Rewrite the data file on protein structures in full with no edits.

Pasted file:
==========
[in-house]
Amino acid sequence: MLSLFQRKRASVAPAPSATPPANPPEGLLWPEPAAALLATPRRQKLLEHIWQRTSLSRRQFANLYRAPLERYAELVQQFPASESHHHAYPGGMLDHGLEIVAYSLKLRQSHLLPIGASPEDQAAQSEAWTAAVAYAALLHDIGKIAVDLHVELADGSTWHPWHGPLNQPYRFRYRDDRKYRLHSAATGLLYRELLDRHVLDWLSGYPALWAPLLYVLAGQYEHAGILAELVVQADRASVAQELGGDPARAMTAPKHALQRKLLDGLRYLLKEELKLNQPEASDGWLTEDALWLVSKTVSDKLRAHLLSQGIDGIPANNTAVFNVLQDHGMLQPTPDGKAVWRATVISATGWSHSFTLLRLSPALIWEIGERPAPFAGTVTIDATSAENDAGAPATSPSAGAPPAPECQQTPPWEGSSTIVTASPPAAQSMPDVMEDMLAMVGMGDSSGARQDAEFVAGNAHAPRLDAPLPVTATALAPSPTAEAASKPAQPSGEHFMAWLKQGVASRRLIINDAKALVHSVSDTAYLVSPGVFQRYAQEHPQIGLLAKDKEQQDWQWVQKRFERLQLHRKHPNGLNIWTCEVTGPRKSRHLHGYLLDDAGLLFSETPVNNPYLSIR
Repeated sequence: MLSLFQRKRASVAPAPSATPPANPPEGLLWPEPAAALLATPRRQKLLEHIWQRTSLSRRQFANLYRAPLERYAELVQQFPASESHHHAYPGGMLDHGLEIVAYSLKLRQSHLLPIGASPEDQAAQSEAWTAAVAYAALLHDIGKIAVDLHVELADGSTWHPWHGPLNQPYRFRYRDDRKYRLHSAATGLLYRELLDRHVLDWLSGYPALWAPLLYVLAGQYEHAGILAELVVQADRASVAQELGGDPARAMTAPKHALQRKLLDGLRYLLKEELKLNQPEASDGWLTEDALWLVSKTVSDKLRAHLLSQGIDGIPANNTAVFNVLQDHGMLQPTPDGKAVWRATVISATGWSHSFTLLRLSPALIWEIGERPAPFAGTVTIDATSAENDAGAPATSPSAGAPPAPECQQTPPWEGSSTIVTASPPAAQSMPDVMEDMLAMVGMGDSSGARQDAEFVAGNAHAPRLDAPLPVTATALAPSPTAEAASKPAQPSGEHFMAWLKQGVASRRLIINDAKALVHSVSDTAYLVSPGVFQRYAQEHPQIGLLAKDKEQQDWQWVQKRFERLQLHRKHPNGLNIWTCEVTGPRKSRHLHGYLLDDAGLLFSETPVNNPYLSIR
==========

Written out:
[in-house]
Amino acid sequence: MLSLFQRKRASVAPAPSATPPANPPEGLLWPEPAAALLATPRRQKLLEHIWQRTSLSRRQFANLYRAPLERYAELVQQFPASESHHHAYPGGMLDHGLEIVAYSLKLRQSHLLPIGASPEDQAAQSEAWTAAVAYAALLHDIGKIAVDLHVELADGSTWHPWHGPLNQPYRFRYRDDRKYRLHSAATGLLYRELLDRHVLDWLSGYPALWAPLLYVLAGQYEHAGILAELVVQADRASVAQELGGDPARAMTAPKHALQRKLLDGLRYLLKEELKLNQPEASDGWLTEDALWLVSKTVSDKLRAHLLSQGIDGIPANNTAVFNVLQDHGMLQPTPDGKAVWRATVISATGWSHSFTLLRLSPALIWEIGERPAPFAGTVTIDATSAENDAGAPATSPSAGAPPAPECQQTPPWEGSSTIVTASPPAAQSMPDVMEDMLAMVGMGDSSGARQDAEFVAGNAHAPRLDAPLPVTATALAPSPTAEAASKPAQPSGEHFMAWLKQGVASRRLIINDAKALVHSVSDTAYLVSPGVFQRYAQEHPQIGLLAKDKEQQDWQWVQKRFERLQLHRKHPNGLNIWTCEVTGPRKSRHLHGYLLDDAGLLFSETPVNNPYLSIR
Repeated sequence: MLSLFQRKRASVAPAPSATPPANPPEGLLWPEPAAALLATPRRQKLLEHIWQRTSLSRRQFANLYRAPLERYAELVQQFPASESHHHAYPGGMLDHGLEIVAYSLKLRQSHLLPIGASPEDQAAQSEAWTAAVAYAALLHDIGKIAVDLHVELADGSTWHPWHGPLNQPYRFRYRDDRKYRLHSAATGLLYRELLDRHVLDWLSGYPALWAPLLYVLAGQYEHAGILAELVVQADRASVAQELGGDPARAMTAPKHALQRKLLDGLRYLLKEELKLNQPEASDGWLTEDALWLVSKTVSDKLRAHLLSQGIDGIPANNTAVFNVLQDHGMLQPTPDGKAVWRATVISATGWSHSFTLLRLSPALIWEIGERPAPFAGTVTIDATSAENDAGAPATSPSAGAPPAPECQQTPPWEGSSTIVTASPPAAQSMPDVMEDMLAMVGMGDSSGARQDAEFVAGNAHAPRLDAPLPVTATALAPSPTAEAASKPAQPSGEHFMAWLKQGVASRRLIINDAKALVHSVSDTAYLVSPGVFQRYAQEHPQIGLLAKDKEQQDWQWVQKRFERLQLHRKHPNGLNIWTCEVTGPRKSRHLHGYLLDDAGLLFSETPVNNPYLSIR